WASHINGTON, D.C.: On February 1, residents of the US state of Iowa will cast the first votes in the months-long 2016 race for the White House.
Instead of holding primaries, the state hosts local meetings known as caucuses, which are organized by the Democratic and Republican parties as they launch the process to determine who will be their nominees in November’s general election.
The parties use distinct and different methods. Here’s a look at the crucial process, which can seem like a byzantine puzzle to those not familiar with it.
In Iowa, as in many states, voters register as Democrat, Republican or independent. Among Iowa’s 3.1 million inhabitants, there are currently about 584,000 active Democratic voters, 611,000 active Republican voters, and 725,000 registered under no party affiliation, according to Iowa’s secretary of state.
Only Republicans can vote in Republican caucuses, and Democrats in Democratic caucuses. Voters are allowed to register on site.
Those who turn 18 by Election Day on November 8 are eligible to participate in the February 1 caucuses.
Turnout was about 20 percent for Republicans in 2012 and 39 percent for Democrats in 2008, an exceptional year due to the high-profile clash between Barack Obama and Hillary Clinton.
Where are the polls?
Each party organizes precinct meeting locations, mostly in public places like schools, libraries and other government buildings, but also in private homes.
The Republican and Democratic caucuses are often located close to one another, sometimes just down the hall in the same building.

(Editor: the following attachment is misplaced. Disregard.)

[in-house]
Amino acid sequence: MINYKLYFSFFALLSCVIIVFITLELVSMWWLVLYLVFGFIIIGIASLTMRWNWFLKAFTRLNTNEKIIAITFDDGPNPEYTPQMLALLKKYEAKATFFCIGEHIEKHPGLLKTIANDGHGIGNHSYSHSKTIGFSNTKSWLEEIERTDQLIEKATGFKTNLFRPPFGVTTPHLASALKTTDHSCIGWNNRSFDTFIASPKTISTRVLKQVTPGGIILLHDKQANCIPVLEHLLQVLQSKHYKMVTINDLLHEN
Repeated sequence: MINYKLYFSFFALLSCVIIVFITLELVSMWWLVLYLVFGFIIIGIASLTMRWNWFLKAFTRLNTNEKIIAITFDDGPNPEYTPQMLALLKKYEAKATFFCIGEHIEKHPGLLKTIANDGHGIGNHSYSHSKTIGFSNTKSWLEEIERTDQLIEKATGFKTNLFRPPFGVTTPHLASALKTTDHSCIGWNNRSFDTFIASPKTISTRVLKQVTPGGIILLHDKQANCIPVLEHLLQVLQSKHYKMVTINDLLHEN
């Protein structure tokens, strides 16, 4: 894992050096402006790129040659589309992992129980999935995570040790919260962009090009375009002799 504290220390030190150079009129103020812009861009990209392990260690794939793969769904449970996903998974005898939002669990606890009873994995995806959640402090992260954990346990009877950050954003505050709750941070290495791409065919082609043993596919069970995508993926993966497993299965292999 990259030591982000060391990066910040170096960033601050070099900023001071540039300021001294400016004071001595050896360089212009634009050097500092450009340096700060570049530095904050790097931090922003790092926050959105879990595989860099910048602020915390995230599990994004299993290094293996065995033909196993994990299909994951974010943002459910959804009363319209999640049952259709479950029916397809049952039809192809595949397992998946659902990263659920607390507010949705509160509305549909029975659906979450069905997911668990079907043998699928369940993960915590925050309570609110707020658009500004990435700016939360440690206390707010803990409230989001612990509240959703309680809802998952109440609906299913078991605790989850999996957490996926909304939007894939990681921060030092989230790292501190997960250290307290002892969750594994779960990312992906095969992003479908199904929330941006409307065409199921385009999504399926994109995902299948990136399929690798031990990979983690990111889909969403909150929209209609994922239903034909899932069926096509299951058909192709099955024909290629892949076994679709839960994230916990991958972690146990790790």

Democrats will host some 1,681 caucuses, and Republicans roughly the same.
There will also be a virtual “tele-caucus” for US military personnel deployed out of state or overseas, and “satellite” caucuses at locations including nursing homes, where people are not mobile.
For both parties, most meetings begin at 7:00 pm local time (0100 GMT).
Republican voters gather at the appointed time and, after some organizational formalities, candidates’ representatives each make a short speech urging voters for support.
A secret ballot is then held. The polling station reports the results to the party, which aggregates the results from the precincts and announces the winner who has received the most votes at the state level.
The precinct results for Republicans — and for Democrats too — will be delivered via a new digital application specially developed by Microsoft, which will replace an outdated telephone system.
It’s complicated. Among Democrats, there is no secret ballot, and some critics argue the process subverts the “one person, one vote” principle proclaimed by the US Supreme Court.
Following initial formalities, supporters of each candidate gather in one area of the caucus room — backers of Hillary Clinton, say, in one corner and those favoring Bernie Sanders in another.
Candidate groups lacking a minimum of 15 percent support are eliminated, and their backers are then invited to join another preference group.
It is during this realignment that leaders try to rally supporters to their candidates.
The groups’ supporters are then counted, and a candidate is attributed a certain number of delegates proportionally. Due to rounding, a stronger candidate may end up with the same number of delegates as one with fewer caucus supporters.
These delegates are technically designated for county conventions in Iowa’s 99 counties.
The evening is not over yet. The party calculates a ratio by which a candidate’s delegates to the state convention are determined, based on the number of county delegates a candidate receives.
The candidate who accrues the most state delegates, out of a total of 1,406, is proclaimed the winner of the party’s caucuses.